2 in Iqbal affected the standards in Colon for establishing supervisory liability. See Grullon, 720 F.3d at 139 (noting that Iqbal impact of Iqbal on Colon involvement even under Colon ); see also Hogan v. Fischer, 738 F.3d 509, 519 n.3 (2d Cir. Iqbal] may have heightened the requirements vi ) (citation omitted). For purposes of this decision, it is assumed that the categories outlined in Colon remain valid.

who had a history of disciplinary infractions, assault and who followed the last order given to them. Compl. at 11-12 ¶¶ 30-31; at 21 ¶ 60; at 25 ¶ 74. Shabazz has asserted no facts in support of these allegations or the policy he describes.

In the introductory paragraphs of the fact section of the complaint, Shabazz suggests that a case filed in this court by an inmate who claimed that officers at Northern Correctional Institution had used excessive force against him during a code in 2004 would have put the defendants on notice that officers were often using excessive force against inmates during emergency codes. Id. at 6 ¶ 14 (citing case filed by Robert Joslyn, Case No. 3:07cv305 (JCH)). Although that case included a claim that correctional officers deployed mace into cell, the circumstances in which the force was used were very different from the circumstances in this case, none of the defendants in this case were defendants in the prior case and the case settled in July 2007, without going to trial. See id. (ECF Nos. 1, 20, 26).

Conclusory allegations of failure to supervise and/or the existence of a policy or custom based on an excessive force case filed more than ten years before the incident involving the use of force in this action are insufficient to state a plausible claim that Commissioner Semple and Deputy Commissioners Cepelak and Ellison were involved in the use of force against Shabazz under the Colon categories. Accordingly, the Eighth Amendment claim of deliberate indifference due to the use of excessive force by Limmer, as asserted against Commissioner Semple and Deputy Commissioners Cepelak and Ellison, is dismissed.

Lead Wardens Murphy and Feliciano and Deputy Warden Martin Shabazz has alleged and attached exhibits to the complaint to demonstrate that Feliciano, Lead Warden Murphy and Martin became aware of the use of force by Lieutenant Limmer,

either through the incident report prepared and the investigation conducted in connection with the use of force or through a grievance filed by Shabazz after the use of force, but failed to take action to remedy the situation. As such, Shabazz has plausibly alleged that Warden Murphy, and Feliciano were involved in the use of force under the second Colon category. The Eighth Amendment excessive force claim will proceed against Murphy, Martin and Feliciano in their individual capacities.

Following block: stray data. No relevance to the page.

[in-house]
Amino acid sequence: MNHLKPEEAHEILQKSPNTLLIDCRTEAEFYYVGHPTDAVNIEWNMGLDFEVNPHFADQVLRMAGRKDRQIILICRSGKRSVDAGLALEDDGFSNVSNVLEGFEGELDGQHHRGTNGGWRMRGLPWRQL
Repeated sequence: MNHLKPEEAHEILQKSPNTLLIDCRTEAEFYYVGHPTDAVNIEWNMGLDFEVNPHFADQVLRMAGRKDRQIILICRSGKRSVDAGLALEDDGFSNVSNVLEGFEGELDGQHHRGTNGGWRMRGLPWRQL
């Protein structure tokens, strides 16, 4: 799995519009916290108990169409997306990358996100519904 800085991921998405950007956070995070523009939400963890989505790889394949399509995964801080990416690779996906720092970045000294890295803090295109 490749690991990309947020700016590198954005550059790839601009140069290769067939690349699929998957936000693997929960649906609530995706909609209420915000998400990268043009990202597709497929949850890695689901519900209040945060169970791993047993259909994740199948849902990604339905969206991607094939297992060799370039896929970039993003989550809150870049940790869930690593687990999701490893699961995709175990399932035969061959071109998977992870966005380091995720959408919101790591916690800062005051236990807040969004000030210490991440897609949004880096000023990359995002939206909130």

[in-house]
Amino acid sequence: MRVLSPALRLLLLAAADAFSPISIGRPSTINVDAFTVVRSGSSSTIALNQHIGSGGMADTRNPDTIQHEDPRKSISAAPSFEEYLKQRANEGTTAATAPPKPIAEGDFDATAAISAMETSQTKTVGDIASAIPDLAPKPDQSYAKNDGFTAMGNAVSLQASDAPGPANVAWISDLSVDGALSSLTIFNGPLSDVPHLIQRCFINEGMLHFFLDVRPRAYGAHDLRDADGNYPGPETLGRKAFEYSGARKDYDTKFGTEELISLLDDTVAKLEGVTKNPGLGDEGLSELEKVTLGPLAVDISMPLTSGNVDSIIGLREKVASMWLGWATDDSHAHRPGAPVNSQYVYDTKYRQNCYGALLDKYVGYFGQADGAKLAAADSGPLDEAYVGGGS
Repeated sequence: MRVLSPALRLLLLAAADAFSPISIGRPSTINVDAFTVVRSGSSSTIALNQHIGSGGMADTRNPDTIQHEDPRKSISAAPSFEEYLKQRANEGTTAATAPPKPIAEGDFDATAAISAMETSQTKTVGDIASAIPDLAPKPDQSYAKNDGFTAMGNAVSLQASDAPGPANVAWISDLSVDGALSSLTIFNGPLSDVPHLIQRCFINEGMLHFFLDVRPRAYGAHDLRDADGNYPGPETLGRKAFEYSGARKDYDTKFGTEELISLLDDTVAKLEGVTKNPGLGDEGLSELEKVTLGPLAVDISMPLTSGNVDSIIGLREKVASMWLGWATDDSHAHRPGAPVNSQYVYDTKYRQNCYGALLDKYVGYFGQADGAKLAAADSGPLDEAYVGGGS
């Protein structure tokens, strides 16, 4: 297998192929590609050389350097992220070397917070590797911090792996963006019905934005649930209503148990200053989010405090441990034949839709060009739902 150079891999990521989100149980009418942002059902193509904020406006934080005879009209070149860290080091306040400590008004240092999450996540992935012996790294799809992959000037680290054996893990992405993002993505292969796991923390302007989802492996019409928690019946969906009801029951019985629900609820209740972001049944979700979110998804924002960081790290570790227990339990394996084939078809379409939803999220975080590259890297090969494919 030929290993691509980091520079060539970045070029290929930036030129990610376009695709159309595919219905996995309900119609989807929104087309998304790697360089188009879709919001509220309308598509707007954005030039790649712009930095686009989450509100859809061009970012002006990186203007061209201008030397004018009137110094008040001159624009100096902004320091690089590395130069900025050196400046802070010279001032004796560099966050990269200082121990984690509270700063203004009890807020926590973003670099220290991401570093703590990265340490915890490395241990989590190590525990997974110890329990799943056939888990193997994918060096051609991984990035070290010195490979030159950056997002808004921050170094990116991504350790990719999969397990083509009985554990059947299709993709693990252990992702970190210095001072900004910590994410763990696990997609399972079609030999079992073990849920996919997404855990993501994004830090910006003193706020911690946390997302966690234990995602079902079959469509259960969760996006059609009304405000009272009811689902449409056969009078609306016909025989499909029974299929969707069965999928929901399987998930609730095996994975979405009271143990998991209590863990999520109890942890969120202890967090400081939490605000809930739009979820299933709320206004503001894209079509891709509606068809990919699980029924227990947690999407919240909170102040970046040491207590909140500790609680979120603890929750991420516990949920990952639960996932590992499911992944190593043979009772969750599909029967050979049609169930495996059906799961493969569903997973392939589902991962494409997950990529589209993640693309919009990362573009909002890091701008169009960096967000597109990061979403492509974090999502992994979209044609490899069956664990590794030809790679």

Eighth Amendment Deliberate Indifference to Health or Safety Shabazz alleges that no one ever offered him the special solution designed to reduce or alleviate the painful effects of the residue of mace left on his face and in his eyes. Compl. at 10 ¶ 28. decontaminate him with the special solution constituted deliberate indifference and a failure to protect his health. See id. at 22 ¶ 64.

Const. amend. VIII. Although th

Farmer v. Brennan, 511 U.S. 825, 832-33 (1994) (internal quotation marks and citations

omitted).

To state a deliberate indifference to health or safety claim or a conditions claim under the Eighth Amendment, an inmate must demonstrate both an objective and a subjective element. To meet the objective element, an inmate must allege that he was incarcerated under conditions that Id. at 834 (internal quotation marks and citations omitted).

To meet the subjective element, an inmate must allege that the defendant prison officials possessed culpable intent, that is, the officials knew that he faced a substantial risk to his health or safety and disregarded that risk by failing to take corrective action. See id. at 834, 837. Thus, Id. at 835. Rather, the subjective element requires that a plaintiff allege that prison Salahuddin v. Goord, 467 F.3d 263, 280 (2d Cir. 2006).

Shabazz alleges that from his exposure to mace. Compl. at 9 ¶ 23. Although Lieutenant Limmer directed officers to permit Shabazz to rinse his face and eyes in the shower immediately after he had been exposed to mace, Shabazz contends that Lieutenant Limmer had to have k . Id. at 10 ¶ 27. Shabazz declined the offer to rinse his head and eyes and chose instead to ask the nurse in the sing a special solution. Id. ¶ 28. The nurse indicated the solution was unavailable because the Department of Correction did not stock it in the medical unit at Corrigan. Id. Shabazz refused to have the nurse assist him in rinsing his head and eyes with water. Id.

In a conclusory statement, Shabazz contends that Commissioner Semple, Deputy Commissioners Ellison and Cepelak, Lead Wardens Murphy and Feliciano and Deputy Warden Martin knew that mace would be used against him or might be used against him but failed to stock the medical department with a Id. at 22. These allegations do not state a claim of

deliberate indifference to health. Shabazz does not allege that Commissioner Semple, Deputy Commissioners Ellison and Cepelak, Lead Wardens Murphy and Feliciano or Deputy Warden Martin were aware that water might not have been effective in reducing the effects of mace on the skin and in the eyes. Thus, any claim regarding an alleged failure to stock a solution that might have been more effective in alleviating the burning sensation mace in the medical department constitutes negligence at most and does not meet the subjective prong of the Eighth Amendment standard. See Walker v. Schult, 717 F.3d 119, 125 (2d Cir. 2013) (The subjective prong of a conditions-of-confinement with more than mere an (internal quotation marks omitted). The Eighth Amendment deliberate indifference to health claim asserted against Semple, Ellison, Cepelak, Murphy, Feliciano and Martin is dismissed. See 28 U.S.C. § 1915A(b)(1).